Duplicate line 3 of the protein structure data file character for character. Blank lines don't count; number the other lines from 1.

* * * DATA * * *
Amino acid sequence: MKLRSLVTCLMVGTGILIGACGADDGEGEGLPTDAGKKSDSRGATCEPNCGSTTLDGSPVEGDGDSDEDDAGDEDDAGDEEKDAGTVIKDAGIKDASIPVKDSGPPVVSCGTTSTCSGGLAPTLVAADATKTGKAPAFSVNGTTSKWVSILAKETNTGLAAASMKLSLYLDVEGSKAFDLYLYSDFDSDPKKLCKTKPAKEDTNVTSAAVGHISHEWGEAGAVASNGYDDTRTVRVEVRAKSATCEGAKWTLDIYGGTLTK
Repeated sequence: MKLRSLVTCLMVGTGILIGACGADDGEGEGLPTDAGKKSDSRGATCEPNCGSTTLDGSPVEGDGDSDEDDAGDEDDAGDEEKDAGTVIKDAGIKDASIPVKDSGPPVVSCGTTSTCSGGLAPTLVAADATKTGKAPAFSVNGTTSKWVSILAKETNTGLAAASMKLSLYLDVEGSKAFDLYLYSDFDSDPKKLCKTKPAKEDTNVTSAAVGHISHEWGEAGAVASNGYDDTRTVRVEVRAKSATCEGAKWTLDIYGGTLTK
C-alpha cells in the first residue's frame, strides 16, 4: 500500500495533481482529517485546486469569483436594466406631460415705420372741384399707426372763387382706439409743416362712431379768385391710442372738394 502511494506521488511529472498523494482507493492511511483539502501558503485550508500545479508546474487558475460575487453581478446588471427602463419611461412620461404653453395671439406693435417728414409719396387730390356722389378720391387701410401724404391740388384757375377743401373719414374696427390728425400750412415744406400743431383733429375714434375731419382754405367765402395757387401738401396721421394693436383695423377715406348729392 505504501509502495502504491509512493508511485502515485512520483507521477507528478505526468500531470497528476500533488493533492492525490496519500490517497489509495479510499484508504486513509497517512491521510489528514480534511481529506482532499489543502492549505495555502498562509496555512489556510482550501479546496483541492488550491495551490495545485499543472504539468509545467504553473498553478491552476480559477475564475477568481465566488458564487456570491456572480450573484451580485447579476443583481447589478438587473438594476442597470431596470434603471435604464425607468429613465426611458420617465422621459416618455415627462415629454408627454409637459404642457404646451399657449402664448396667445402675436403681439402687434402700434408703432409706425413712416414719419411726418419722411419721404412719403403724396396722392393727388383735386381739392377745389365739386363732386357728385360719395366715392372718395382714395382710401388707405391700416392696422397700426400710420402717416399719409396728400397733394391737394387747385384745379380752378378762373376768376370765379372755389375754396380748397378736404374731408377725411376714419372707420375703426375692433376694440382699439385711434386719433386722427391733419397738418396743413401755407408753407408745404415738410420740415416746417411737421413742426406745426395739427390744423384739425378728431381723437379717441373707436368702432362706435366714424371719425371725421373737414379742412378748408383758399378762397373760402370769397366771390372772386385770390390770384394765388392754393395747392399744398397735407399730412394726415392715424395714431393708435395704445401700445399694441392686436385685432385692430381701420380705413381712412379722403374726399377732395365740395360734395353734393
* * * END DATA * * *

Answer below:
C-alpha cells in the first residue's frame, strides 16, 4: 500500500495533481482529517485546486469569483436594466406631460415705420372741384399707426372763387382706439409743416362712431379768385391710442372738394 502511494506521488511529472498523494482507493492511511483539502501558503485550508500545479508546474487558475460575487453581478446588471427602463419611461412620461404653453395671439406693435417728414409719396387730390356722389378720391387701410401724404391740388384757375377743401373719414374696427390728425400750412415744406400743431383733429375714434375731419382754405367765402395757387401738401396721421394693436383695423377715406348729392 505504501509502495502504491509512493508511485502515485512520483507521477507528478505526468500531470497528476500533488493533492492525490496519500490517497489509495479510499484508504486513509497517512491521510489528514480534511481529506482532499489543502492549505495555502498562509496555512489556510482550501479546496483541492488550491495551490495545485499543472504539468509545467504553473498553478491552476480559477475564475477568481465566488458564487456570491456572480450573484451580485447579476443583481447589478438587473438594476442597470431596470434603471435604464425607468429613465426611458420617465422621459416618455415627462415629454408627454409637459404642457404646451399657449402664448396667445402675436403681439402687434402700434408703432409706425413712416414719419411726418419722411419721404412719403403724396396722392393727388383735386381739392377745389365739386363732386357728385360719395366715392372718395382714395382710401388707405391700416392696422397700426400710420402717416399719409396728400397733394391737394387747385384745379380752378378762373376768376370765379372755389375754396380748397378736404374731408377725411376714419372707420375703426375692433376694440382699439385711434386719433386722427391733419397738418396743413401755407408753407408745404415738410420740415416746417411737421413742426406745426395739427390744423384739425378728431381723437379717441373707436368702432362706435366714424371719425371725421373737414379742412378748408383758399378762397373760402370769397366771390372772386385770390390770384394765388392754393395747392399744398397735407399730412394726415392715424395714431393708435395704445401700445399694441392686436385685432385692430381701420380705413381712412379722403374726399377732395365740395360734395353734393